Recurrence of clinical chorioamnionitis in subsequent pregnancies

Vanessa R. Laibl, Jeanne S. Sheffield, Scott Roberts, Donald D. McIntire, George D. Wendel

Research output: Contribution to journalArticlepeer-review

4 Scopus citations


OBJECTIVE: To establish the role of clinical chorioamnionitis as an independent risk factor for recurrence in a subsequent pregnancy. METHOD: This was a historical cohort study of pregnant women who had their first and second deliveries at our institution between January 1988 and May 2005. The index pregnancy was restricted to those who delivered vaginally. Data were collected from a continuously updated obstetric database and included demographic and labor characteristics and neonatal outcomes. Chorioamnionitis was diagnosed clinically. RESULTS: The study population consisted of 23,397 women. During the index pregnancy, 10% of women developed chorioamnionitis. This group was significantly different from the rest of the cohort in terms of age, ethnicity, length of labor, epidural analgesia, use of internal monitors, and incidence of prolonged rupture of membranes. In the second pregnancy, 6% of those women again developed chorioamnionitis compared with 2% of women who did not have chorioamnionitis in the first pregnancy (odds ratio 2.93, 95% confidence interval 2.40-3.57). After adjusting for the above confounders, the increased risk of recurrence persisted (odds ratio 1.85, 95% confidence interval 1.49-2.30). CONCLUSION: Women delivering vaginally who were diagnosed with chorioamnionitis during their first pregnancy are at increased risk for chorioamnionitis in a subsequent pregnancy. This supports the concept that there may be a predisposition to chorioamnionitis that should be further investigated.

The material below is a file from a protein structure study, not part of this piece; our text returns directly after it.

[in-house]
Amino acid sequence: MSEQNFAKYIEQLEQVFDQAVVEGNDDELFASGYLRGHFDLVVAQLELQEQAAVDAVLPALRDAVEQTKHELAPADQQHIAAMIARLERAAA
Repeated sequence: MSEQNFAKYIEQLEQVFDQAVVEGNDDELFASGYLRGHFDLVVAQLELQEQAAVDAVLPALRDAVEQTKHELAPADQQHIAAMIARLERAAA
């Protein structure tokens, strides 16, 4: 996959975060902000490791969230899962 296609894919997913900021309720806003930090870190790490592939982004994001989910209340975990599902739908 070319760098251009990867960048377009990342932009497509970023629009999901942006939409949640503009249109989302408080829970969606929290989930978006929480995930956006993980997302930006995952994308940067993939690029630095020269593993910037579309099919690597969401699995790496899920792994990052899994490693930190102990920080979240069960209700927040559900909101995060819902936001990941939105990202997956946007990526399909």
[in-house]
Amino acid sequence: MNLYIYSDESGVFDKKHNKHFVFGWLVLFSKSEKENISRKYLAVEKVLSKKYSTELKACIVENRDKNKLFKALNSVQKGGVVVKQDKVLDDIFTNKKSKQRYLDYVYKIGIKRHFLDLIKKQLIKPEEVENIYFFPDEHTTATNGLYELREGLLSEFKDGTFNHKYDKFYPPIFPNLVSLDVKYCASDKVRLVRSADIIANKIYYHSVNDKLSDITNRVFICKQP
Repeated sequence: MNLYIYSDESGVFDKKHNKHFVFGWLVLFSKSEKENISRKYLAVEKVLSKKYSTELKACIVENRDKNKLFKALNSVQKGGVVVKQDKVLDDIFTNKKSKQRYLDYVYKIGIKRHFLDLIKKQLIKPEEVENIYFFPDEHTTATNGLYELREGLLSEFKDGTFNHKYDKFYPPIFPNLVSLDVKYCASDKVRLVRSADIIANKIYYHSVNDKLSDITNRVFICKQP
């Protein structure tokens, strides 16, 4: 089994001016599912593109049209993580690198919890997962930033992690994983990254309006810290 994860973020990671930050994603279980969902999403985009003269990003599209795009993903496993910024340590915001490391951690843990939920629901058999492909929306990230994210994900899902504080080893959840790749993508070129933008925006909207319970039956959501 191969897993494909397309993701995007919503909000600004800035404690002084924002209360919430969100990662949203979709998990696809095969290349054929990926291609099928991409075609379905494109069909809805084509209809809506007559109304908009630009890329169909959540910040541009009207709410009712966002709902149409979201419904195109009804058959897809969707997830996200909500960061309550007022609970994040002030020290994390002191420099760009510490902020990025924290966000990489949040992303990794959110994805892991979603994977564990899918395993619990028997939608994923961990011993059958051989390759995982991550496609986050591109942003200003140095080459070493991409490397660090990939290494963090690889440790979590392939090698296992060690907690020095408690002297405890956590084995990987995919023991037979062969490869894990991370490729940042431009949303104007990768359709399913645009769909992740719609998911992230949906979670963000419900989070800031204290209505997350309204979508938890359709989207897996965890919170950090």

Original languageEnglish (US)
Pages (from-to)1493-1497
Number of pages5
JournalObstetrics and gynecology
Issue number6
StatePublished - Dec 1 2006
Externally publishedYes

ASJC Scopus subject areas

  • Obstetrics and Gynecology


Dive into the research topics of 'Recurrence of clinical chorioamnionitis in subsequent pregnancies'. Together they form a unique fingerprint.

Cite this